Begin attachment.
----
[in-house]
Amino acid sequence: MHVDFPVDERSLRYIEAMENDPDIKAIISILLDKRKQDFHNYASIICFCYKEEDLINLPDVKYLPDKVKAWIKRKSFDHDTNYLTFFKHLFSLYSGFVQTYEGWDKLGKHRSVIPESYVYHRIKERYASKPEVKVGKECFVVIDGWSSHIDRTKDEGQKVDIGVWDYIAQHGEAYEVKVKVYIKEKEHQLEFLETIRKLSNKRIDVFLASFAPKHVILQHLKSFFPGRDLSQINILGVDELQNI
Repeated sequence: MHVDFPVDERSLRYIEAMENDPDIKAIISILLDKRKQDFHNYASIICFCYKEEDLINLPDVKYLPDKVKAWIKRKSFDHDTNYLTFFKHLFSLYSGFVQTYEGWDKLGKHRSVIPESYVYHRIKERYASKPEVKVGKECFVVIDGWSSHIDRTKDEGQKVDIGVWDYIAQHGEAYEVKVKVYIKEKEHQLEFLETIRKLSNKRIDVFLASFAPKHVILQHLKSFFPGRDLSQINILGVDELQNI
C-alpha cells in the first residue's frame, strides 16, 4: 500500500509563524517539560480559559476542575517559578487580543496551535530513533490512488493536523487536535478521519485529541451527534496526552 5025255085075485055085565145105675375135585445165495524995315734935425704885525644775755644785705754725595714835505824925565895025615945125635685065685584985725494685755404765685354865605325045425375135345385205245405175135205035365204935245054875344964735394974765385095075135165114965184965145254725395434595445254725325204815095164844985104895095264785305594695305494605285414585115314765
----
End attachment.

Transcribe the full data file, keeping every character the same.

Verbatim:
[in-house]
Amino acid sequence: MHVDFPVDERSLRYIEAMENDPDIKAIISILLDKRKQDFHNYASIICFCYKEEDLINLPDVKYLPDKVKAWIKRKSFDHDTNYLTFFKHLFSLYSGFVQTYEGWDKLGKHRSVIPESYVYHRIKERYASKPEVKVGKECFVVIDGWSSHIDRTKDEGQKVDIGVWDYIAQHGEAYEVKVKVYIKEKEHQLEFLETIRKLSNKRIDVFLASFAPKHVILQHLKSFFPGRDLSQINILGVDELQNI
Repeated sequence: MHVDFPVDERSLRYIEAMENDPDIKAIISILLDKRKQDFHNYASIICFCYKEEDLINLPDVKYLPDKVKAWIKRKSFDHDTNYLTFFKHLFSLYSGFVQTYEGWDKLGKHRSVIPESYVYHRIKERYASKPEVKVGKECFVVIDGWSSHIDRTKDEGQKVDIGVWDYIAQHGEAYEVKVKVYIKEKEHQLEFLETIRKLSNKRIDVFLASFAPKHVILQHLKSFFPGRDLSQINILGVDELQNI
C-alpha cells in the first residue's frame, strides 16, 4: 500500500509563524517539560480559559476542575517559578487580543496551535530513533490512488493536523487536535478521519485529541451527534496526552 5025255085075485055085565145105675375135585445165495524995315734935425704885525644775755644785705754725595714835505824925565895025615945125635685065685584985725494685755404765685354865605325045425375135345385205245405175135205035365204935245054875344964735394974765385095075135165114965184965145254725395434595445254725325204815095164844985104895095264785305594695305494605285414585115314765